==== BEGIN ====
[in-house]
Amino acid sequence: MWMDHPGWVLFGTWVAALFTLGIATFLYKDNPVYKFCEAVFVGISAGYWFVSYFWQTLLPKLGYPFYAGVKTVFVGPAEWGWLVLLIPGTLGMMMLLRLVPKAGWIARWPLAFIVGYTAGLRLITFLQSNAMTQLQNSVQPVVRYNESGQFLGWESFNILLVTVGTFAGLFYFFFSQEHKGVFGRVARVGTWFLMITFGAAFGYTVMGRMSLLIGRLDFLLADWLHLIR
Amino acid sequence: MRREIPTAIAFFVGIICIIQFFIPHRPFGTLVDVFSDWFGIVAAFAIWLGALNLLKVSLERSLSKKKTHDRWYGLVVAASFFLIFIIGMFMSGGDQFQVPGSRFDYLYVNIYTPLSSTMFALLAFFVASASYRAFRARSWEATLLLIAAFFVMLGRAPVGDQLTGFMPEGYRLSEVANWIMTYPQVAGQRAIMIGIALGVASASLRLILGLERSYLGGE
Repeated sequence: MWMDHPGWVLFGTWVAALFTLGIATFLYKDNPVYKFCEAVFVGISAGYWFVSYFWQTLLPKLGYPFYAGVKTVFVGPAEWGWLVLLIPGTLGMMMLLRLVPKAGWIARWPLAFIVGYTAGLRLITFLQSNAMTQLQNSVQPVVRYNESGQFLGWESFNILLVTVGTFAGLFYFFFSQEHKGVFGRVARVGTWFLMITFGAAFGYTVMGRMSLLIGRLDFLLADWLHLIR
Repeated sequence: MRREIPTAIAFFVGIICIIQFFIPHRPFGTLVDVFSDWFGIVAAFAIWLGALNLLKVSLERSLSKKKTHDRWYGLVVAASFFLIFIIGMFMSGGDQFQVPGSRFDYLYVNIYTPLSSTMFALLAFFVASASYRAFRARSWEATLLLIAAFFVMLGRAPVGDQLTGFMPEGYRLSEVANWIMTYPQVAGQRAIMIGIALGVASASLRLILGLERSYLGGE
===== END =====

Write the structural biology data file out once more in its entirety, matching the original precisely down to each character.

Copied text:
[in-house]
Amino acid sequence: MWMDHPGWVLFGTWVAALFTLGIATFLYKDNPVYKFCEAVFVGISAGYWFVSYFWQTLLPKLGYPFYAGVKTVFVGPAEWGWLVLLIPGTLGMMMLLRLVPKAGWIARWPLAFIVGYTAGLRLITFLQSNAMTQLQNSVQPVVRYNESGQFLGWESFNILLVTVGTFAGLFYFFFSQEHKGVFGRVARVGTWFLMITFGAAFGYTVMGRMSLLIGRLDFLLADWLHLIR
Amino acid sequence: MRREIPTAIAFFVGIICIIQFFIPHRPFGTLVDVFSDWFGIVAAFAIWLGALNLLKVSLERSLSKKKTHDRWYGLVVAASFFLIFIIGMFMSGGDQFQVPGSRFDYLYVNIYTPLSSTMFALLAFFVASASYRAFRARSWEATLLLIAAFFVMLGRAPVGDQLTGFMPEGYRLSEVANWIMTYPQVAGQRAIMIGIALGVASASLRLILGLERSYLGGE
Repeated sequence: MWMDHPGWVLFGTWVAALFTLGIATFLYKDNPVYKFCEAVFVGISAGYWFVSYFWQTLLPKLGYPFYAGVKTVFVGPAEWGWLVLLIPGTLGMMMLLRLVPKAGWIARWPLAFIVGYTAGLRLITFLQSNAMTQLQNSVQPVVRYNESGQFLGWESFNILLVTVGTFAGLFYFFFSQEHKGVFGRVARVGTWFLMITFGAAFGYTVMGRMSLLIGRLDFLLADWLHLIR
Repeated sequence: MRREIPTAIAFFVGIICIIQFFIPHRPFGTLVDVFSDWFGIVAAFAIWLGALNLLKVSLERSLSKKKTHDRWYGLVVAASFFLIFIIGMFMSGGDQFQVPGSRFDYLYVNIYTPLSSTMFALLAFFVASASYRAFRARSWEATLLLIAAFFVMLGRAPVGDQLTGFMPEGYRLSEVANWIMTYPQVAGQRAIMIGIALGVASASLRLILGLERSYLGGE